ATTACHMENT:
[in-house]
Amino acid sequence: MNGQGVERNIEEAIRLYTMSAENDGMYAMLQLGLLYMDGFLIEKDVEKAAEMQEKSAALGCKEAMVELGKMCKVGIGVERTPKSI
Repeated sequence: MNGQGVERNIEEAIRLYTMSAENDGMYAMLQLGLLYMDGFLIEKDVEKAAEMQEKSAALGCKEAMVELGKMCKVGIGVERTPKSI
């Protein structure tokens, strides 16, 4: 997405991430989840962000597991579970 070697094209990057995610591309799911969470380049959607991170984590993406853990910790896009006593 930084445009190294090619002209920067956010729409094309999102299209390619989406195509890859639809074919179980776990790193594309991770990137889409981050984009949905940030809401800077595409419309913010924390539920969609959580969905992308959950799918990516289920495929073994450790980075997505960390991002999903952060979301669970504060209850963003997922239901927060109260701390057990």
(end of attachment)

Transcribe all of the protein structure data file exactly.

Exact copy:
[in-house]
Amino acid sequence: MNGQGVERNIEEAIRLYTMSAENDGMYAMLQLGLLYMDGFLIEKDVEKAAEMQEKSAALGCKEAMVELGKMCKVGIGVERTPKSI
Repeated sequence: MNGQGVERNIEEAIRLYTMSAENDGMYAMLQLGLLYMDGFLIEKDVEKAAEMQEKSAALGCKEAMVELGKMCKVGIGVERTPKSI
């Protein structure tokens, strides 16, 4: 997405991430989840962000597991579970 070697094209990057995610591309799911969470380049959607991170984590993406853990910790896009006593 930084445009190294090619002209920067956010729409094309999102299209390619989406195509890859639809074919179980776990790193594309991770990137889409981050984009949905940030809401800077595409419309913010924390539920969609959580969905992308959950799918990516289920495929073994450790980075997505960390991002999903952060979301669970504060209850963003997922239901927060109260701390057990």